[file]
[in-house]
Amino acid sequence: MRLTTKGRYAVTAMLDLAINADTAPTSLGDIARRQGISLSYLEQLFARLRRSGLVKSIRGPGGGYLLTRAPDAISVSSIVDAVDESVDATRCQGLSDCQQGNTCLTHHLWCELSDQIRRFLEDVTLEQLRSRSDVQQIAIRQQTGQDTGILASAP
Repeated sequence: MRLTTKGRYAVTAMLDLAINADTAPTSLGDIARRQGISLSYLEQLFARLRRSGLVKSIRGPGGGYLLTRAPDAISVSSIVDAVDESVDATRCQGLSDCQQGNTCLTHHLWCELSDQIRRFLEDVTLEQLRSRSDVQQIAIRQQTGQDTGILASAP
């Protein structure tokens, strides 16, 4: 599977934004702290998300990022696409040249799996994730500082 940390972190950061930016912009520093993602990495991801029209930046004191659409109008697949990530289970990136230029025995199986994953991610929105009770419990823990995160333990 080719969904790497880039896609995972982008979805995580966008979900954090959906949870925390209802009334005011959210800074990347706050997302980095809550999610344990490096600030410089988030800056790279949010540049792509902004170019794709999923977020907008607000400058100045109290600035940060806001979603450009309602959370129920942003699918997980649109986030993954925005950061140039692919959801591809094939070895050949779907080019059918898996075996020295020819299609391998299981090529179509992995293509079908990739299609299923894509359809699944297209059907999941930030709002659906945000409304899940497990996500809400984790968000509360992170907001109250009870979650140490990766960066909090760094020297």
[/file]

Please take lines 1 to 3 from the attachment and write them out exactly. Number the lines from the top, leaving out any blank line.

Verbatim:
[in-house]
Amino acid sequence: MRLTTKGRYAVTAMLDLAINADTAPTSLGDIARRQGISLSYLEQLFARLRRSGLVKSIRGPGGGYLLTRAPDAISVSSIVDAVDESVDATRCQGLSDCQQGNTCLTHHLWCELSDQIRRFLEDVTLEQLRSRSDVQQIAIRQQTGQDTGILASAP
Repeated sequence: MRLTTKGRYAVTAMLDLAINADTAPTSLGDIARRQGISLSYLEQLFARLRRSGLVKSIRGPGGGYLLTRAPDAISVSSIVDAVDESVDATRCQGLSDCQQGNTCLTHHLWCELSDQIRRFLEDVTLEQLRSRSDVQQIAIRQQTGQDTGILASAP